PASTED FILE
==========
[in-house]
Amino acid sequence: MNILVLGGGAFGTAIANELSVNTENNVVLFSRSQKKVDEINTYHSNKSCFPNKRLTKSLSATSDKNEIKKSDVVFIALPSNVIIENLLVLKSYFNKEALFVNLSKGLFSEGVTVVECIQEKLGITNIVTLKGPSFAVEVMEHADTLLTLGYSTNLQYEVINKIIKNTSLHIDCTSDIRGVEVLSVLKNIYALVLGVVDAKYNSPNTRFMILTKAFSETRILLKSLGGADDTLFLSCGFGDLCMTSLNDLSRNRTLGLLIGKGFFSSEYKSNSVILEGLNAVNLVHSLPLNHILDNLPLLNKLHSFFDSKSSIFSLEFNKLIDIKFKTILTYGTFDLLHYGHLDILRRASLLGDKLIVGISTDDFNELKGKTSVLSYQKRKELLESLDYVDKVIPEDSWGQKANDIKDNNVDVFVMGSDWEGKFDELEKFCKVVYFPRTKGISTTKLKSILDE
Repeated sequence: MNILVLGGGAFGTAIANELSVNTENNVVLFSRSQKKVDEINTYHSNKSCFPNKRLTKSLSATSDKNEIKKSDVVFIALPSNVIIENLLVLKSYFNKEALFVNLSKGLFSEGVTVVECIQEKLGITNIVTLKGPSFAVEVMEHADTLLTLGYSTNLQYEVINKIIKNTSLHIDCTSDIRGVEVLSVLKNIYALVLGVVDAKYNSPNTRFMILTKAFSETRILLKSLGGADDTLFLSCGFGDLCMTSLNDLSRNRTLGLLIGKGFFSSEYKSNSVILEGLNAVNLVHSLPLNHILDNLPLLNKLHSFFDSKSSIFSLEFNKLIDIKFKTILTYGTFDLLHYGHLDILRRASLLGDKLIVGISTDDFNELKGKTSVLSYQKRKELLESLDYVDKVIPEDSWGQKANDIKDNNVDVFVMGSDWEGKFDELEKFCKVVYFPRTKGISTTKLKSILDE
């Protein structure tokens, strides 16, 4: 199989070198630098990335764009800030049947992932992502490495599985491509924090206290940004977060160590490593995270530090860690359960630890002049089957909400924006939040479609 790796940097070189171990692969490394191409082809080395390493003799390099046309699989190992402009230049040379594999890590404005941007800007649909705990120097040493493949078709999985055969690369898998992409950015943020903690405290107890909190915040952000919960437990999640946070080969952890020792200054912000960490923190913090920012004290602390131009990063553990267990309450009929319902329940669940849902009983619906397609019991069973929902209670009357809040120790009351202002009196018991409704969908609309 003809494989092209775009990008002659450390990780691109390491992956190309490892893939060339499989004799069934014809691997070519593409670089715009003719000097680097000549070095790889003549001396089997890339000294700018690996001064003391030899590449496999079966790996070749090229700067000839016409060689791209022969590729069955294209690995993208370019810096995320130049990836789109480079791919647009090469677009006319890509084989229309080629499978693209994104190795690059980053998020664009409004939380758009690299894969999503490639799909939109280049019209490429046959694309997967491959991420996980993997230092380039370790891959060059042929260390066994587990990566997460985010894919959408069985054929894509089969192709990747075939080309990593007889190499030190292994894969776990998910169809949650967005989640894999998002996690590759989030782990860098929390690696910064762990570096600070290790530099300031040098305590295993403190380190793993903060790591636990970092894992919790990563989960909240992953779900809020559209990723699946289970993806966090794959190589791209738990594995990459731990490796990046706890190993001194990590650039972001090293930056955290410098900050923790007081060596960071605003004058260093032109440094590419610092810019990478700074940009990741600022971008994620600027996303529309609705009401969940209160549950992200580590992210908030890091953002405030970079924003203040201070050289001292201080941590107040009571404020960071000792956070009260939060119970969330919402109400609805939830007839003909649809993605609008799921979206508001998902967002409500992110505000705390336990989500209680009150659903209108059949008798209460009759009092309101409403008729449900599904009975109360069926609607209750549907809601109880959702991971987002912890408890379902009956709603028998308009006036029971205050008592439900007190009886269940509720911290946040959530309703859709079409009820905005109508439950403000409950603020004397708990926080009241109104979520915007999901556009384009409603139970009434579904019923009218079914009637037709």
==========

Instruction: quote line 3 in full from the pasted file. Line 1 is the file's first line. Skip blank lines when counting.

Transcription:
Repeated sequence: MNILVLGGGAFGTAIANELSVNTENNVVLFSRSQKKVDEINTYHSNKSCFPNKRLTKSLSATSDKNEIKKSDVVFIALPSNVIIENLLVLKSYFNKEALFVNLSKGLFSEGVTVVECIQEKLGITNIVTLKGPSFAVEVMEHADTLLTLGYSTNLQYEVINKIIKNTSLHIDCTSDIRGVEVLSVLKNIYALVLGVVDAKYNSPNTRFMILTKAFSETRILLKSLGGADDTLFLSCGFGDLCMTSLNDLSRNRTLGLLIGKGFFSSEYKSNSVILEGLNAVNLVHSLPLNHILDNLPLLNKLHSFFDSKSSIFSLEFNKLIDIKFKTILTYGTFDLLHYGHLDILRRASLLGDKLIVGISTDDFNELKGKTSVLSYQKRKELLESLDYVDKVIPEDSWGQKANDIKDNNVDVFVMGSDWEGKFDELEKFCKVVYFPRTKGISTTKLKSILDE